Nicola Sharp of financial crime specialists Rahman Ravelli points out that Westpac is not the only bank not meeting its obligations.
Australian bank Westpac is to pay a record fine of A$1.3 billion (£722 million) after it admitted more than 23 million breaches of money-laundering laws.
The fine will be Australia’s largest-ever civil penalty if it is approved by the country’s Federal Court. It was imposed by AUSTRAC (the Australian Transaction Reports and Analysis Centre) – the agency responsible for preventing abuse of the financial system – for Westpac’s failure to meet the requirements of the country’s Anti-Money Laundering and Counter-Terrorism Financing Act 2006.
Westpac admitted that it had failed to properly report more than 19.5 million International Funds Transfer Instructions (IFTIs) involving more than A$11 billion (£6.1 billion) in total. The bank also did not pass on information regarding the origins of some of the IFTIs and did not communicate the source of funds to other banks in the transfer chain.
Westpac admitted it did not keep records relating to the origin of some of these international funds transfers. It also accepted that it did not properly assess and monitor risks associated with money movements in and out of Australia; including transactions involving jurisdictions that were known to be high risk.
The bank also said it had failed to carry out appropriate customer due diligence in relation to suspicious transactions associated with possible child exploitation.
Nicole Rose, AUSTRAC’s chief executive officer, said: “Westpac’s failure to implement effective transaction monitoring programmes and its failure to submit IFTI reports to AUSTRAC and apply enhanced customer due diligence in relation to suspicious transactions meant AUSTRAC and law enforcement were missing critical intelligence to support police investigations.’’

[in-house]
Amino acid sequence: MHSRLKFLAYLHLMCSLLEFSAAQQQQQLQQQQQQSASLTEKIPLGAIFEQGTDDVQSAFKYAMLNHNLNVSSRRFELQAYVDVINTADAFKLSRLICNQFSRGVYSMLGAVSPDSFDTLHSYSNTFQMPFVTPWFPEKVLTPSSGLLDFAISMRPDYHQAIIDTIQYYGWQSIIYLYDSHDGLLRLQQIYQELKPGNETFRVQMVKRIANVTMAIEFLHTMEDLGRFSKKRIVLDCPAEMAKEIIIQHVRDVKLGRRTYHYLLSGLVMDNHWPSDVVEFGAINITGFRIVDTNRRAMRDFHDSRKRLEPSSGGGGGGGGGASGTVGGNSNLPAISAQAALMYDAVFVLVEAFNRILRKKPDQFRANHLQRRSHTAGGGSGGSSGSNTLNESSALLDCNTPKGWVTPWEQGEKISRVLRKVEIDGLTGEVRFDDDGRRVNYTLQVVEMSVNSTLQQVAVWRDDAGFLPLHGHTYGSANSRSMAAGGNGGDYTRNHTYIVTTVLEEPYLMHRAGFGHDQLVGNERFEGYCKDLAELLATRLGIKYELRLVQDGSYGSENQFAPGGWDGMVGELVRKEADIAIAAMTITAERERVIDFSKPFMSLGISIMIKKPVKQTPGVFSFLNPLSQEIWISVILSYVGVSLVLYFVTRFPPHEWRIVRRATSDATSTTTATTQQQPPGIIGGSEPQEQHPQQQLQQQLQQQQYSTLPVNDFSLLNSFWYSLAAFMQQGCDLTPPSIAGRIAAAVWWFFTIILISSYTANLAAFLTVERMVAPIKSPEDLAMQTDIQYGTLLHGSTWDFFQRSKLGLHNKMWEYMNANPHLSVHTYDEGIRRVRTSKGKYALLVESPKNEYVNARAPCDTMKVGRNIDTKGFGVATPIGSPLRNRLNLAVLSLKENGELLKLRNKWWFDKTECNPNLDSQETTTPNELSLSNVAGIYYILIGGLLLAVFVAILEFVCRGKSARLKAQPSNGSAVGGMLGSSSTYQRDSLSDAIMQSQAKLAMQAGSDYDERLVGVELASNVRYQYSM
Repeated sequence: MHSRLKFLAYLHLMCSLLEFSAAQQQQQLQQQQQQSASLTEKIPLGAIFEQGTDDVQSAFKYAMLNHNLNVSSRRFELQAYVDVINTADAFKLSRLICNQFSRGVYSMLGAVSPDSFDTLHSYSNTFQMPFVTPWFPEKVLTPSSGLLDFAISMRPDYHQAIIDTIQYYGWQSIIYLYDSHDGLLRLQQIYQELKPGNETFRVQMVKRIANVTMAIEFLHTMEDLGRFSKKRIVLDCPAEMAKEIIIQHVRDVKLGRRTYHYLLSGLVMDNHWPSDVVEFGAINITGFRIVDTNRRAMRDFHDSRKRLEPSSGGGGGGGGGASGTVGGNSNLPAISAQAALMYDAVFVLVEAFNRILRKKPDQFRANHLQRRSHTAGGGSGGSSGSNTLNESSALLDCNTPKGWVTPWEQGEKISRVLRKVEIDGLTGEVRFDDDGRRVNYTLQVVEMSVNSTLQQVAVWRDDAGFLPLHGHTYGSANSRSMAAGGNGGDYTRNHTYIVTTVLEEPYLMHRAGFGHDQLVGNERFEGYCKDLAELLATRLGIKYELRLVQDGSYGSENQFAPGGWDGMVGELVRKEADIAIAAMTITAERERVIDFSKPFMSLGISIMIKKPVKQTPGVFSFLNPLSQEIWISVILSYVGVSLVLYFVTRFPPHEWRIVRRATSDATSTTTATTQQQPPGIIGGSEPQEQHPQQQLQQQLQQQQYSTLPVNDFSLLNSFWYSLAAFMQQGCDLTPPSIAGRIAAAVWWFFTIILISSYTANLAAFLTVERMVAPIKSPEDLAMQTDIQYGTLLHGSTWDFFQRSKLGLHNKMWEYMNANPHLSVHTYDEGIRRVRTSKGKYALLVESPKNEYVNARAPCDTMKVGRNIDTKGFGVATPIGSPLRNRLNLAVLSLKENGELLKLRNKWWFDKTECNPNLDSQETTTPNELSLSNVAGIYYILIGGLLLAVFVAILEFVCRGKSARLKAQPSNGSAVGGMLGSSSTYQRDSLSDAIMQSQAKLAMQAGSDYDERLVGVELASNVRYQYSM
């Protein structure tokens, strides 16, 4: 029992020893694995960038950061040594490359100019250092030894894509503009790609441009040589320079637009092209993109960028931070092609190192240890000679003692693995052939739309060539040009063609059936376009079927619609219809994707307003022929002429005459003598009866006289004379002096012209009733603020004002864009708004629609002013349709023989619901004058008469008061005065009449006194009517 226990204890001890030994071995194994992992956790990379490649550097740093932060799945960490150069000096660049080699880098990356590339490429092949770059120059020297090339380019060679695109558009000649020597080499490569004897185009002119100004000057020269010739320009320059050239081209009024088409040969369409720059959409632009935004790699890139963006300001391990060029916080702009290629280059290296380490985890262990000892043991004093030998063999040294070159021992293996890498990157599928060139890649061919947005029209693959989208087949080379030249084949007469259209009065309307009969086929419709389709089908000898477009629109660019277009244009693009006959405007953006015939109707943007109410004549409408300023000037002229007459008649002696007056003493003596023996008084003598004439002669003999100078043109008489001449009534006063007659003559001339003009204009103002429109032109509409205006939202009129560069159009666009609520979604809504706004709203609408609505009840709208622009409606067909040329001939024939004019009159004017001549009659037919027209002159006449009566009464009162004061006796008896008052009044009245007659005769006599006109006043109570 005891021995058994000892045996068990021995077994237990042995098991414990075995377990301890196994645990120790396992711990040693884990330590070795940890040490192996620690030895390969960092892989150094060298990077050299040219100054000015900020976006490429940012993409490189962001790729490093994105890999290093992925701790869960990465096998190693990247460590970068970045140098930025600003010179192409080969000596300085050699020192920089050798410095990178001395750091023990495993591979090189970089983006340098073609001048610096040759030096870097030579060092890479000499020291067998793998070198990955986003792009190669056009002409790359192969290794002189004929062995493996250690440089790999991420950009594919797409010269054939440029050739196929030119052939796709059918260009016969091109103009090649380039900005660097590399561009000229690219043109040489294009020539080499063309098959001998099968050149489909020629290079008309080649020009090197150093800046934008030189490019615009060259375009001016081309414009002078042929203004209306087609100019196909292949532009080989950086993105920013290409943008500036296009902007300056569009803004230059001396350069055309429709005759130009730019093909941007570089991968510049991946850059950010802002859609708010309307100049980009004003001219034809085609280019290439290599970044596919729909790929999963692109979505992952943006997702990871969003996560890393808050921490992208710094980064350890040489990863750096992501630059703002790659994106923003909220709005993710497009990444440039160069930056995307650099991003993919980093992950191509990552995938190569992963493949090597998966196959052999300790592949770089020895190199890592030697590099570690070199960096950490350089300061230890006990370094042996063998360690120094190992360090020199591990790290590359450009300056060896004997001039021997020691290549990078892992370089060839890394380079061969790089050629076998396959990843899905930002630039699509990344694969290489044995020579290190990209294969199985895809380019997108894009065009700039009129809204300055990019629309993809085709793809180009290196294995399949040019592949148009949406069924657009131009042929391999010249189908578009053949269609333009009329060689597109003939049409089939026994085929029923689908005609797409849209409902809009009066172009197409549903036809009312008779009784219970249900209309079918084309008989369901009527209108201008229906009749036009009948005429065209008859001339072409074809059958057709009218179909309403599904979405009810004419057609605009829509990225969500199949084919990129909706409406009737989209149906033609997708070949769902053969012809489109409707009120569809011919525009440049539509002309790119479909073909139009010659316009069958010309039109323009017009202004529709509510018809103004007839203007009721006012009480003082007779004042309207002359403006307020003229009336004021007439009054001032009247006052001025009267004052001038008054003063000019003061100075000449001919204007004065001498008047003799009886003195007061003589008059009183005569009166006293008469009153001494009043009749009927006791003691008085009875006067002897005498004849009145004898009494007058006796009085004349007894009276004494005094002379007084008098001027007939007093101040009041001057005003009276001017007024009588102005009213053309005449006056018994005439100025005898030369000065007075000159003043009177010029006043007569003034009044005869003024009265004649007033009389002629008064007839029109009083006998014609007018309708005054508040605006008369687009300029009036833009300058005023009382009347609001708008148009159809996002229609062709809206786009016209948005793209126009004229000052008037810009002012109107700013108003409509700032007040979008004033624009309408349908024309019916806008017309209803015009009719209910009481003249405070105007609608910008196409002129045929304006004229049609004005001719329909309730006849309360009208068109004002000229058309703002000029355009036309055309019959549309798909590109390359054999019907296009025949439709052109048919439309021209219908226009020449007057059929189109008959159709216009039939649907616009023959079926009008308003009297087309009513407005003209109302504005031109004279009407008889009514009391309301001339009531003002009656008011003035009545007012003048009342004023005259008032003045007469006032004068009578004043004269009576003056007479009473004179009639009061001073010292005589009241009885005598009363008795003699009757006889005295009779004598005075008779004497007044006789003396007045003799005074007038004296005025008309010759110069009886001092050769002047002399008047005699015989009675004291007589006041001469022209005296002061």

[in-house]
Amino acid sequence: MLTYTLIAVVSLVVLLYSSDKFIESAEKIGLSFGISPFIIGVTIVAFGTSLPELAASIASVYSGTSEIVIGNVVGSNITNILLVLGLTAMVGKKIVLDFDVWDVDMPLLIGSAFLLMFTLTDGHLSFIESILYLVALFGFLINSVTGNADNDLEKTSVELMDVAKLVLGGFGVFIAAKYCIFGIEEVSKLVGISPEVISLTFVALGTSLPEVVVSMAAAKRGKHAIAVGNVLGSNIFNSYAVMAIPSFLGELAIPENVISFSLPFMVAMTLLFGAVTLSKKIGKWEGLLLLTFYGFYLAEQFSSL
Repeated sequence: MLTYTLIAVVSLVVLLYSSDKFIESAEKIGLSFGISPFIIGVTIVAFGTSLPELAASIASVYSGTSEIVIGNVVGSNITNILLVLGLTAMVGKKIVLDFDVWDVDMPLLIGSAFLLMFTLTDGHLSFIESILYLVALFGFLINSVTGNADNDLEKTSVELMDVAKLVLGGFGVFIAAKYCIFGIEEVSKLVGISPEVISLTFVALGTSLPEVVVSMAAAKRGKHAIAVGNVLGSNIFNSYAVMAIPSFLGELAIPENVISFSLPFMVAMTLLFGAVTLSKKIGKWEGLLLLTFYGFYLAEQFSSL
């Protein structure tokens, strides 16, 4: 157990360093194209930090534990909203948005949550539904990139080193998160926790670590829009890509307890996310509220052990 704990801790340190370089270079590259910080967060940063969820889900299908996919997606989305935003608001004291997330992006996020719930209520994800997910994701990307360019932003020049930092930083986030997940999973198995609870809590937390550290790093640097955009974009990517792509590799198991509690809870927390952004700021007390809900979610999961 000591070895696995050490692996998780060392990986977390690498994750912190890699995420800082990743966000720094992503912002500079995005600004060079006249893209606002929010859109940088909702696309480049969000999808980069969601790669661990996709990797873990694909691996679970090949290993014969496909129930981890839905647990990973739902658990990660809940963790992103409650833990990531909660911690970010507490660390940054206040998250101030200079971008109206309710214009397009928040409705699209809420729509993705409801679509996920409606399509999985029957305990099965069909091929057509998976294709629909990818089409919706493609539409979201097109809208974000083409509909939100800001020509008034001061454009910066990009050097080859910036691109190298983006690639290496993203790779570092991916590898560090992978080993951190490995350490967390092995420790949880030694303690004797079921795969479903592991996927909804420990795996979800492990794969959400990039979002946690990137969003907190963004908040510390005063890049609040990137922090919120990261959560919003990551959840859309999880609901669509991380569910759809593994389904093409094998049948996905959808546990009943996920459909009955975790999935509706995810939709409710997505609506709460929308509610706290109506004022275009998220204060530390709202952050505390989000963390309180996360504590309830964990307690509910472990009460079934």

Rose added that such a large number of breaches over a number of years was unacceptable and could have been avoided with better processes in place. Westpac group chief executive Peter King said the bank was committed to “fixing the issues to ensure that these mistakes do not happen again’’.
But Westpac is just the latest in a long list of banks that have been in the spotlight recently for their involvement in high-profile scandals concerning breaches of money laundering laws. They join the likes of HSBC, Danske Bank and Rabobank in creating the impression that banks globally are struggling to meet their obligations and deliver what is expected of them.
A fine of this size goes to show how seriously regulators and authorities are taking the transgressions of the banking sector when it comes to failures to prevent money laundering,